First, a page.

Prepping Your Collection for Disaster

In the past few weeks I have managed to experience my first hurricane and my first earthquake; given, by the time each reached the Fractured Atlas office they were nowhere near as dramatic as they were in most other parts of the country, but it really gets one thinking.

My first thought was of disaster films. What better way to pass time when stuck at home anticipating a hurricane that may never arrive?

Unfortunately (fortunately?) I don’t own many disaster films on DVD so I was left with the options available to me on Netflix streaming. After taking in Vertical Limit, Ground Control, and Airport (the 1970 version), I was left with no other choice than to finally watch Volcano, the amazing Tommy Lee Jones film about a volcano erupting in downtown LA.

I have a lot of thoughts about that film that I will likely expound upon in future posts, but the most striking moment to me was when our main characters made a crazy plan to attempt to save the Los Angeles County Museum of Art from the vast lava flow pouring down Wilshire Boulevard: they would tip over a city bus and push it up in front of the doors. At the same time, a group of burly museum security guards were carrying paintings by Hieronymus Bosch out of the front doors of the museum and apparently throwing them, uncrated and unprotected into a rental truck.

My first thought was, they probably never would have been able to buy insurance if that was really their only disaster plan.

Naturally, museums have actual disaster plans. There’s some fascinating stuff out there. Particular favorites of mine are the National Gallery of Art’s secret boxes full of their picks to survive World War 3 or any large-scale natural disaster and the British Museum’s secret cave in Snowdonia to which they relocated vast portions of their collection during World War 2.

For most artists, creating a disaster plan of that magnitude is an unnecessary use of time. Nonetheless, two of the most frequently asked questions that I receive is a) how to protect your artwork (and here we’re talking about physical works, not film/video/digital) before a disaster and b) what to do about finished work (or other artworks that you may own) that are in your possession at the time of a disaster.

The first answer to both is to catalog, catalog, catalog. You’ve heard me go on about secure offsite storage in more blog posts than I can count, but I’ll say it again here. Put together a list of all of your work (include that which you have sold or is on loan, and what their locations are); include title, materials, selling/purchase price, and the date created/purchased. Take photos. Then email the whole mess to yourself; upload the photos to an online photo sharing service like Picasa or Kodak; or put the entire package in your Dropbox account.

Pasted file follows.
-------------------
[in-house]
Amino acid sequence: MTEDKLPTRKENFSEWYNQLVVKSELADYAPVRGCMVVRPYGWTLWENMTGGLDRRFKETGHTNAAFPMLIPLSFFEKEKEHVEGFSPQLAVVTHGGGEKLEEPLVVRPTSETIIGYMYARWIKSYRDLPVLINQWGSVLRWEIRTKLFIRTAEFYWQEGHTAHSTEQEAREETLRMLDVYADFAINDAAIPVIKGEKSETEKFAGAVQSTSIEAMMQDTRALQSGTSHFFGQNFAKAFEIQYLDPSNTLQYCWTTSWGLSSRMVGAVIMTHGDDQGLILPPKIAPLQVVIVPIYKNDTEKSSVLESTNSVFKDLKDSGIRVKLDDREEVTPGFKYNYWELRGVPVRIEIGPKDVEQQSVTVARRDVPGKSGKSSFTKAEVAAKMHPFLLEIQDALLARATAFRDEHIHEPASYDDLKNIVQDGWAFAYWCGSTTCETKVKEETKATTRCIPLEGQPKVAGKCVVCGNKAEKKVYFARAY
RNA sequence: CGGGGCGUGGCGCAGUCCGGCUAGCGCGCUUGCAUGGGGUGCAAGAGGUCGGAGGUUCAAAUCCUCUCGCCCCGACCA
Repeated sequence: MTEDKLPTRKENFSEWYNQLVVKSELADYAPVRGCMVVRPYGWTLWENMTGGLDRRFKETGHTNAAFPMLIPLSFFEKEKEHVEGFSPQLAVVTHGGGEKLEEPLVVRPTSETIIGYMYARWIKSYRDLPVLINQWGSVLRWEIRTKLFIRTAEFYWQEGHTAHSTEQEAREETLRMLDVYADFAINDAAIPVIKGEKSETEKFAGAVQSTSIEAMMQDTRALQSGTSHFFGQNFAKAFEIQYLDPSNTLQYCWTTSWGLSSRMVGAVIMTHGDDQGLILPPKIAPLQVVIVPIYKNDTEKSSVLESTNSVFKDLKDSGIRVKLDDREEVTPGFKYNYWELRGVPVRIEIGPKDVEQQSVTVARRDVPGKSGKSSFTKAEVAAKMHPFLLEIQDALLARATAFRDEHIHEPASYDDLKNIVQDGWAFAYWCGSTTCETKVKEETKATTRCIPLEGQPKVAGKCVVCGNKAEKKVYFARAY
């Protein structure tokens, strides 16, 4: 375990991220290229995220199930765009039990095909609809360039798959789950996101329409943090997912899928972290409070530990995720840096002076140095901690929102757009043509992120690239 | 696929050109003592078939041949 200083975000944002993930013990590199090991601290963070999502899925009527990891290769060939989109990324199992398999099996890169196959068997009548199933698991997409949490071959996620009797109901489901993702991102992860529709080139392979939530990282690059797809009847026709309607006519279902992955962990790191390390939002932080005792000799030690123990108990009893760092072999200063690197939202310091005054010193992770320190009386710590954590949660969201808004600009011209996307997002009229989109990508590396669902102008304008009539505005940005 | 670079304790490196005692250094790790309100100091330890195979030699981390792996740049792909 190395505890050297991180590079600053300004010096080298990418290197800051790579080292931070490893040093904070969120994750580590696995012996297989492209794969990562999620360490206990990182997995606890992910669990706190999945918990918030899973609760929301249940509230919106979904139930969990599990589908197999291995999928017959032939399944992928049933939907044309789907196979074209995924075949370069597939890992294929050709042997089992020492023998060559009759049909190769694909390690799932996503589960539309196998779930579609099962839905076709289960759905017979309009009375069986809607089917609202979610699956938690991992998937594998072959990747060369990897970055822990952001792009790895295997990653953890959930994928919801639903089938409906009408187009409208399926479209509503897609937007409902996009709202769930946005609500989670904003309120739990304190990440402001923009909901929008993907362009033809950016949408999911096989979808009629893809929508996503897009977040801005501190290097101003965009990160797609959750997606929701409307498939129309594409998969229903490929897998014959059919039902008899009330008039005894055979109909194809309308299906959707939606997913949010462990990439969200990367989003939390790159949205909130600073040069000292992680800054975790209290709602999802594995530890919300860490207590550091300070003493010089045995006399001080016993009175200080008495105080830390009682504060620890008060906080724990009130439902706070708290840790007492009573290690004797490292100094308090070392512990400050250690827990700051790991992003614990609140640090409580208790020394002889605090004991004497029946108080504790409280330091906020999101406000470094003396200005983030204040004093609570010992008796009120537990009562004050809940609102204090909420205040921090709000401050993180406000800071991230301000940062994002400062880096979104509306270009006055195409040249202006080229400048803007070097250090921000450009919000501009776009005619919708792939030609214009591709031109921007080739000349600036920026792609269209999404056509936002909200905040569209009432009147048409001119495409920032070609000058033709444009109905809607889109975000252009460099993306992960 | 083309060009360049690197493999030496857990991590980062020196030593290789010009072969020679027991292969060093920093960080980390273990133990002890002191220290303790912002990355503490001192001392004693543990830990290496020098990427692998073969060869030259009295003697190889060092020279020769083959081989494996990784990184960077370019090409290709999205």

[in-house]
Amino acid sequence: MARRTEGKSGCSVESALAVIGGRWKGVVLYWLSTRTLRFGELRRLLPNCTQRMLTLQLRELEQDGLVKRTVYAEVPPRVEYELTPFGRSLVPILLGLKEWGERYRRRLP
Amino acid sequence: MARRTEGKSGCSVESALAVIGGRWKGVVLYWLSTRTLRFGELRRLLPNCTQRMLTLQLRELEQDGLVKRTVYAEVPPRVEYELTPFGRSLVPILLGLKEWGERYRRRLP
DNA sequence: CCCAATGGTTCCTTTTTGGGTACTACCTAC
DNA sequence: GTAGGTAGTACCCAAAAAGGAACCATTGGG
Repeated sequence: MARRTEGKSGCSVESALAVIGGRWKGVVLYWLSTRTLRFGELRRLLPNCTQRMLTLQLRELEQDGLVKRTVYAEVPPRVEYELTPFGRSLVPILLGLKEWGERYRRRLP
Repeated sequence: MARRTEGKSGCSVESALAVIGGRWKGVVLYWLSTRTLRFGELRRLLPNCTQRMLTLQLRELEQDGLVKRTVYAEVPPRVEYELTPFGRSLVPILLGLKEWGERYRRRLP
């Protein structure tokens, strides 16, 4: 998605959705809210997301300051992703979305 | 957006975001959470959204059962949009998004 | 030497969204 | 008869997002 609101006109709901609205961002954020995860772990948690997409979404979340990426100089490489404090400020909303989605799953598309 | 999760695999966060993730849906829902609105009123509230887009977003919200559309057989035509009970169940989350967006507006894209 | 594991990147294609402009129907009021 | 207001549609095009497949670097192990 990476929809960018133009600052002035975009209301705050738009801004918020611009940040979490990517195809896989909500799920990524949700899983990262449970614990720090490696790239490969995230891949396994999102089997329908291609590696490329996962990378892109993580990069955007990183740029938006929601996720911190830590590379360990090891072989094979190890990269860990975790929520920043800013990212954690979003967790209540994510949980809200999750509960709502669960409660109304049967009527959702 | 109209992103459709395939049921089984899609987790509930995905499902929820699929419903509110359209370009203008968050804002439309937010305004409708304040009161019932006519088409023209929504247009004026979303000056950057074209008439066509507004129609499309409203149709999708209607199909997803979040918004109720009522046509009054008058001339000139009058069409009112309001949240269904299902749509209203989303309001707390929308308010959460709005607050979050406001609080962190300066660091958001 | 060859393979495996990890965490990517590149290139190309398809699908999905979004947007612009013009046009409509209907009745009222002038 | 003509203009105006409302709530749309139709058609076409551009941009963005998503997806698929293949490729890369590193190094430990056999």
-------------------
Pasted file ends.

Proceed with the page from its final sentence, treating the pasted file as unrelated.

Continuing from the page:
Once a proper inventory is in place, then you have backup information for anything from theft to flood and there will be no doubt as to the legitimacy of your claim

Going back to how to protect your work before a disaster might hit, there are a few practical considerations.

1. Are you in an area prone to flooding? Then you likely want to keep any artwork or materials storage elevated. Conversely, if you are in tornado country then it might be best to find a basement location for storage, provided the environmental conditions are appropriate for the type of work that you are storing.

2. Again, catalog, catalog, catalog and keep the catalog updated: it doesn’t do much good to have a list of your finished artwork on hand only to find out that it is four years old!

3. Check out this wonderful resource from the American Institute for Conservation of Historic and Artistic Works; their site has a lot of stunningly useful information but I particularly love the “Caring for your treasures” page.

4. You knew this was coming. Buy an insurance policy. You can cover artwork, equipment, anything of value that you would rather not pay to have to replace.

5. And while safety is always the number one priority in a disaster, it may be worth taking a page from the National Gallery of Art’s plan and deciding which one or two pieces you would do anything to save.

For the second question, what to do about work that might have been damaged in an accident or a natural disaster, there are a lot of fabulous conservation resources out there. A good list lives here. Winterthur has some incredibly valuable resources on caring for your collection. And back to the good old American Institute for Conservation again, they focus on flood but do have guides on every topic under the sun including water damaged heirlooms and other valuables, water damaged textiles, and saving photographs after a flood.

Here’s hoping that none of this ever comes to pass, but in the event that an unforeseen event does befall your studio (or a volcano really does erupt on Wilshire Boulevard) it’s always better safe than sorry. More planning never hurt anyone, and it may just save your work from a disastrous fate.


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